Tuesday, September 23, 2014

Crude oil in storage amid massive oversupply

Crude oil in storage amid massive oversupply

According to Reuters, the world's largest super-tanker has been booked by a Chinese trading firm in order to store crude oil at sea, increasing the number of vessels used for floating storage. Benchmark oil prices were down to below $100 a barrel.

Industry sources said that the ship the Chinese firm Unipec, the marketing arm of Beijing-backed oil giant Sinopec, has booked is the 3.2-million-barrel TI Europe. This is only one of several Ultra Large Crude Carriers that are still in operation. The TI Europe is currently the world's largest ocean-going vessel based off of tonnage, and is extremely long, measuring 380 meters.

Last week, oil and gas stocks saw losses as global crude oil prices were down following a cease fire agreement between the Ukraine and pro-Russia rebels, which was seen as an important first step toward a resolution to the five-month conflict in eastern Ukraine, reports Forbes.

In addition, surprisingly weak U.S. job data, the world's largest oil consuming country, also accounted for the drop in oil prices. According to Forbes, last week the price of front-month Brent crude oil futures contract on the ICE fell by over 2.2 percent last week.

Crude oil surplus leads to old storage method

 Traders across the global market were forced to rely on one of the oldest strategies after they were faced with these enormous amounts of crude oil, which includes putting oil into storage rather than selling it. Expert traders now have an avenue for making money despite the fact that relatively cheap front-month prices are bad news for oil bulls, for they can take advantage of current low prices and store barrels. Meanwhile, selling futures contracts can lock in the higher prices for crude to be delivered in several months. Traders will make money if the price difference is higher than the costs of storage and capital, reports The Wall Street Journal.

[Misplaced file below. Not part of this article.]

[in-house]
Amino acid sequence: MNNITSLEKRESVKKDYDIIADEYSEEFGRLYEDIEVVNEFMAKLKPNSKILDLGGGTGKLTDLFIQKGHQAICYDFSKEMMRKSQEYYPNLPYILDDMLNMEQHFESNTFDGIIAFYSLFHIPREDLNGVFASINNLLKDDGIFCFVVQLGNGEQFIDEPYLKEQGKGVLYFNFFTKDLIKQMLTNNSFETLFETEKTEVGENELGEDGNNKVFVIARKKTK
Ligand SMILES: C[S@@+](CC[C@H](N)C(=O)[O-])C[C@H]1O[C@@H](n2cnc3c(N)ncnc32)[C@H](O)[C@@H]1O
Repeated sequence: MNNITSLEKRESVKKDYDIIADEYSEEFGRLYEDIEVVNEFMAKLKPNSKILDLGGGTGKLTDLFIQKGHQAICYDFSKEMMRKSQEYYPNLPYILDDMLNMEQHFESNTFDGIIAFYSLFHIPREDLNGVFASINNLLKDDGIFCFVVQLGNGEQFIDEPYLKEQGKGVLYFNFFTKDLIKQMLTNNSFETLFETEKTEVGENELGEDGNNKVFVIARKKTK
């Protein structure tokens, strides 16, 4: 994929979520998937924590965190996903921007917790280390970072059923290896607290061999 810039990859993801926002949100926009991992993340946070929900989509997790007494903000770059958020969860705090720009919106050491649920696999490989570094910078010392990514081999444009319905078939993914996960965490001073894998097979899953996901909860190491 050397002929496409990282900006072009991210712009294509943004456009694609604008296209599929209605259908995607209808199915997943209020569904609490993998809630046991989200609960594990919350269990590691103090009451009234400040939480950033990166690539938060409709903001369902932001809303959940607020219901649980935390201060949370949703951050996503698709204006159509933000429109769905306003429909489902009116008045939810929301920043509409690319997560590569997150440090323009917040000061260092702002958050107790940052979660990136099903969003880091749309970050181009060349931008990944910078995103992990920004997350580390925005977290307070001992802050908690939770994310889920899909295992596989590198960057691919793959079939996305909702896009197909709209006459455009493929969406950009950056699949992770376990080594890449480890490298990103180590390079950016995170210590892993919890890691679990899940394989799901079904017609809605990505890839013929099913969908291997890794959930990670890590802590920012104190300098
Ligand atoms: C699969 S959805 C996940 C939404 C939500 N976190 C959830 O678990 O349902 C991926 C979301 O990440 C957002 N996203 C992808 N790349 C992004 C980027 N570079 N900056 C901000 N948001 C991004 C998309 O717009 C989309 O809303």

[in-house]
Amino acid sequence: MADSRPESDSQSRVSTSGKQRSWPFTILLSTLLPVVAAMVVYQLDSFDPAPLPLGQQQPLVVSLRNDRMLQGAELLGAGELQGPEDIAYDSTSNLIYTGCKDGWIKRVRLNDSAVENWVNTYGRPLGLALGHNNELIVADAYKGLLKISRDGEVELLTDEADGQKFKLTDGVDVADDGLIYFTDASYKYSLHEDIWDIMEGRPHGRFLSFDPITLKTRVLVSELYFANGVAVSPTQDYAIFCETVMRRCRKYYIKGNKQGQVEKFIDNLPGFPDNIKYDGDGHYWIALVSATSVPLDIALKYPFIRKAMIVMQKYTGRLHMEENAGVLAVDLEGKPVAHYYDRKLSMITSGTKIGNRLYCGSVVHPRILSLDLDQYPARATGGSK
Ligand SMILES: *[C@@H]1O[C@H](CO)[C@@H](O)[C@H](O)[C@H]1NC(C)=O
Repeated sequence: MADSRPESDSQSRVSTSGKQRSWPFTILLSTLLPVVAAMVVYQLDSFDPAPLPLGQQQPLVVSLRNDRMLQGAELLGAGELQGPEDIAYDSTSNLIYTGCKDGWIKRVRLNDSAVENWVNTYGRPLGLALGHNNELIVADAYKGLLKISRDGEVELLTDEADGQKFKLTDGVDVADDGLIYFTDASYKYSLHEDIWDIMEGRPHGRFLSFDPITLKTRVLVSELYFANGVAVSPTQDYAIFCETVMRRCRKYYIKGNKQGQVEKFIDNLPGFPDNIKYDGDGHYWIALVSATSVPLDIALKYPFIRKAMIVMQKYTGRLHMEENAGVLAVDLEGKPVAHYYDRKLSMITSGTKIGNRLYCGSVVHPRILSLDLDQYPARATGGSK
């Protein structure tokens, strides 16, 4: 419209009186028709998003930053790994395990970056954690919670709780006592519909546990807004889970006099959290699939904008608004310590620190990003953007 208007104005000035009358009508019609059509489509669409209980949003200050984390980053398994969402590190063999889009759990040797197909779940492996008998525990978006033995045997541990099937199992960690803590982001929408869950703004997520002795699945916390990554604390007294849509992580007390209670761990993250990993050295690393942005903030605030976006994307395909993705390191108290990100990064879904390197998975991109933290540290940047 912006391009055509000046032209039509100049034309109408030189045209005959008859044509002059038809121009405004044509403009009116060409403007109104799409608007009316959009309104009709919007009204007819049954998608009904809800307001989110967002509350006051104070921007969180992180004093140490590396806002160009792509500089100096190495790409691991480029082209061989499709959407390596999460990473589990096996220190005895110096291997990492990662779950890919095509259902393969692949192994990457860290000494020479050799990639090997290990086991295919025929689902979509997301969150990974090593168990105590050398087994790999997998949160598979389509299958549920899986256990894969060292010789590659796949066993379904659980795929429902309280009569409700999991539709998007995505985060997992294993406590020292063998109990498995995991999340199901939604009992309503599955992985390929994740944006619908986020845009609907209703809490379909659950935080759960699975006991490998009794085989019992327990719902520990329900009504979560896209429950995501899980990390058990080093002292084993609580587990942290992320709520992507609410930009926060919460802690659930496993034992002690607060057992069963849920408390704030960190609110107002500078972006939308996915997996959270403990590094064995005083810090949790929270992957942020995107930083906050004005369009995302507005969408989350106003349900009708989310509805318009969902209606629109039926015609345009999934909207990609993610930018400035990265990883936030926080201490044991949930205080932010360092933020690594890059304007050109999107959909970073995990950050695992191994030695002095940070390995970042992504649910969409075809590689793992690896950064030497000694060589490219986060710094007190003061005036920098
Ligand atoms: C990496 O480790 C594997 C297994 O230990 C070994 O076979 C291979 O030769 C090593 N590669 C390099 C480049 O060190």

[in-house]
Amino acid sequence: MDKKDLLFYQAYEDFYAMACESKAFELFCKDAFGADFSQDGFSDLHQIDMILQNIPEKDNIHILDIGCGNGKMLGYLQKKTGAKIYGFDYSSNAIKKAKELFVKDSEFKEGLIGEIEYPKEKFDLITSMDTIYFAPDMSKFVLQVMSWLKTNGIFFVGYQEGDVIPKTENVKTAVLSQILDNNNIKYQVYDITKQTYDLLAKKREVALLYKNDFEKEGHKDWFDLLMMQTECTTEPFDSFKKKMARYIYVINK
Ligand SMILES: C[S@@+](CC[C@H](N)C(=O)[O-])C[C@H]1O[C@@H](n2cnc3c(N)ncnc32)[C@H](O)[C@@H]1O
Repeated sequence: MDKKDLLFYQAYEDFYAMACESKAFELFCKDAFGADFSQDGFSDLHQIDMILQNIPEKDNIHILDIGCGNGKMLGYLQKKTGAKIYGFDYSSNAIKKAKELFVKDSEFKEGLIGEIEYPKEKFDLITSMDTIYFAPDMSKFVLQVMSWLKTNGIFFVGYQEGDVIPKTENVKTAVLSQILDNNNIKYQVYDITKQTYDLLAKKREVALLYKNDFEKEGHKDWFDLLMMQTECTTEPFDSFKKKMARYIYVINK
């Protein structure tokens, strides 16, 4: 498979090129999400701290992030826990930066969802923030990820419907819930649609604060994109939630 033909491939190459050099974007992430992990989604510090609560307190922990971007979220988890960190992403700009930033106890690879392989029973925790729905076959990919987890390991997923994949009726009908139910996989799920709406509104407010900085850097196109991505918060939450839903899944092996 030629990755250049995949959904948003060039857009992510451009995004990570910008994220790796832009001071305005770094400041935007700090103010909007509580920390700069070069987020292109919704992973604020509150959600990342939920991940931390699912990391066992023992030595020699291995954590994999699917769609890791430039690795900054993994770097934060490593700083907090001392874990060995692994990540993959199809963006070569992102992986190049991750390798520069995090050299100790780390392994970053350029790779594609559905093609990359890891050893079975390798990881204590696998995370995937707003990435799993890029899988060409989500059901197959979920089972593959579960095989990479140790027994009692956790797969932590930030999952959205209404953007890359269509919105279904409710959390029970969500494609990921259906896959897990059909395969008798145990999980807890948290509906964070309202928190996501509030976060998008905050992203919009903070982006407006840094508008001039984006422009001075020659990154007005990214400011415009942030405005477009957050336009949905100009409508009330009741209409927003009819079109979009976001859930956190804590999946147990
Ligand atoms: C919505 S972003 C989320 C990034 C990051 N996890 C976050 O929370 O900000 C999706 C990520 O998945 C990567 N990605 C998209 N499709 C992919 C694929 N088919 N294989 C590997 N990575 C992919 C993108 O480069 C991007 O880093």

Therefore, the traders that will make money are those who already have access to a large amount of physical oil, such as pipeline companies, oil producers and trading houses.

The recent move to book the vessel is a sure sign that an oversupply of oil and falling prices have caused traders to store crude in the highest volumes since over five years ago during the financial crisis. Analysts expect there are over 50 million barrels of oil already in storage.The move also shows the expanding clout of state-backed Chinese firms in global oil trading, with Unipec and PetroChina creating sophisticated dealing desks in primary locations over recent years, such as London and Singapore. Trading sources have reported that Unipec will eventually ship cheap oil from Europe and store it near Singapore on the ULCC.

"It doesn't surprise me. They have been buying everything in northwest Europe," one oil trader told Reuters on Monday, referring to the large number of cargoes Unipec has purchased of Russia's main crude export since the beginning of this month.

The oversupply of global oil has played a major role in pushing the price of Brent crude under $100 a barrel. The Brent crude October contract for the global benchmark has fallen just under $100 a barrel for the first time in 15 months, at $99.95. This is approximately $3 under the peak of future prices next April. 

The amount of crude tankers used for storage has sharply increased after years in the doldrums. The balance is between Asia and South Africa's Saldhana Bay harbor, a possible cause for a boost in tanker rates. Rates have been lagging near a third of the level hit during the previous oversupply. 

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